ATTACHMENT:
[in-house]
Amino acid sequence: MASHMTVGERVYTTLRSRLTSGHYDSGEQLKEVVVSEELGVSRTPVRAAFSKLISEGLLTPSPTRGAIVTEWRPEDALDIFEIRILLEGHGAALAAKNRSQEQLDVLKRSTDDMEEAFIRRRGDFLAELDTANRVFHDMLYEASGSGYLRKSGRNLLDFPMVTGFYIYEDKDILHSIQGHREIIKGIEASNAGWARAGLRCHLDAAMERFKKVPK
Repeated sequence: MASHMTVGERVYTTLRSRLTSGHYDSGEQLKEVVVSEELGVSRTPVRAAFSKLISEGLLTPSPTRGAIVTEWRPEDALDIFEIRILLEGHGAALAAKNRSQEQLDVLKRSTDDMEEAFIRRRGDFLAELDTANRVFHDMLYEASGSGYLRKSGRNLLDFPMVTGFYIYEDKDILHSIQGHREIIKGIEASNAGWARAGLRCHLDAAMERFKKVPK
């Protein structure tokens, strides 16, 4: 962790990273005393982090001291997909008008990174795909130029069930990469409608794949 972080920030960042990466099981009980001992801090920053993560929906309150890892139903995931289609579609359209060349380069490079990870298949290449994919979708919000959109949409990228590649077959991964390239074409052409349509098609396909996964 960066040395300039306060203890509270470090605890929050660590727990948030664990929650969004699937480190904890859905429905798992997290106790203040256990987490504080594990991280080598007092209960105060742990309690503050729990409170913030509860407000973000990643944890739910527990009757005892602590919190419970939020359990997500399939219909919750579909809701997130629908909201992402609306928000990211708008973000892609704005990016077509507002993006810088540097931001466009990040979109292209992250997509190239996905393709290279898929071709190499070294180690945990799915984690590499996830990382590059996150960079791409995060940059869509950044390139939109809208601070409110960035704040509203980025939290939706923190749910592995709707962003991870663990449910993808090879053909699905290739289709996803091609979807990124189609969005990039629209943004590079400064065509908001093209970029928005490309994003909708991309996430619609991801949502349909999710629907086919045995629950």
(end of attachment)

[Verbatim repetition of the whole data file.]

[in-house]
Amino acid sequence: MASHMTVGERVYTTLRSRLTSGHYDSGEQLKEVVVSEELGVSRTPVRAAFSKLISEGLLTPSPTRGAIVTEWRPEDALDIFEIRILLEGHGAALAAKNRSQEQLDVLKRSTDDMEEAFIRRRGDFLAELDTANRVFHDMLYEASGSGYLRKSGRNLLDFPMVTGFYIYEDKDILHSIQGHREIIKGIEASNAGWARAGLRCHLDAAMERFKKVPK
Repeated sequence: MASHMTVGERVYTTLRSRLTSGHYDSGEQLKEVVVSEELGVSRTPVRAAFSKLISEGLLTPSPTRGAIVTEWRPEDALDIFEIRILLEGHGAALAAKNRSQEQLDVLKRSTDDMEEAFIRRRGDFLAELDTANRVFHDMLYEASGSGYLRKSGRNLLDFPMVTGFYIYEDKDILHSIQGHREIIKGIEASNAGWARAGLRCHLDAAMERFKKVPK
């Protein structure tokens, strides 16, 4: 962790990273005393982090001291997909008008990174795909130029069930990469409608794949 972080920030960042990466099981009980001992801090920053993560929906309150890892139903995931289609579609359209060349380069490079990870298949290449994919979708919000959109949409990228590649077959991964390239074409052409349509098609396909996964 960066040395300039306060203890509270470090605890929050660590727990948030664990929650969004699937480190904890859905429905798992997290106790203040256990987490504080594990991280080598007092209960105060742990309690503050729990409170913030509860407000973000990643944890739910527990009757005892602590919190419970939020359990997500399939219909919750579909809701997130629908909201992402609306928000990211708008973000892609704005990016077509507002993006810088540097931001466009990040979109292209992250997509190239996905393709290279898929071709190499070294180690945990799915984690590499996830990382590059996150960079791409995060940059869509950044390139939109809208601070409110960035704040509203980025939290939706923190749910592995709707962003991870663990449910993808090879053909699905290739289709996803091609979807990124189609969005990039629209943004590079400064065509908001093209970029928005490309994003909708991309996430619609991801949502349909999710629907086919045995629950």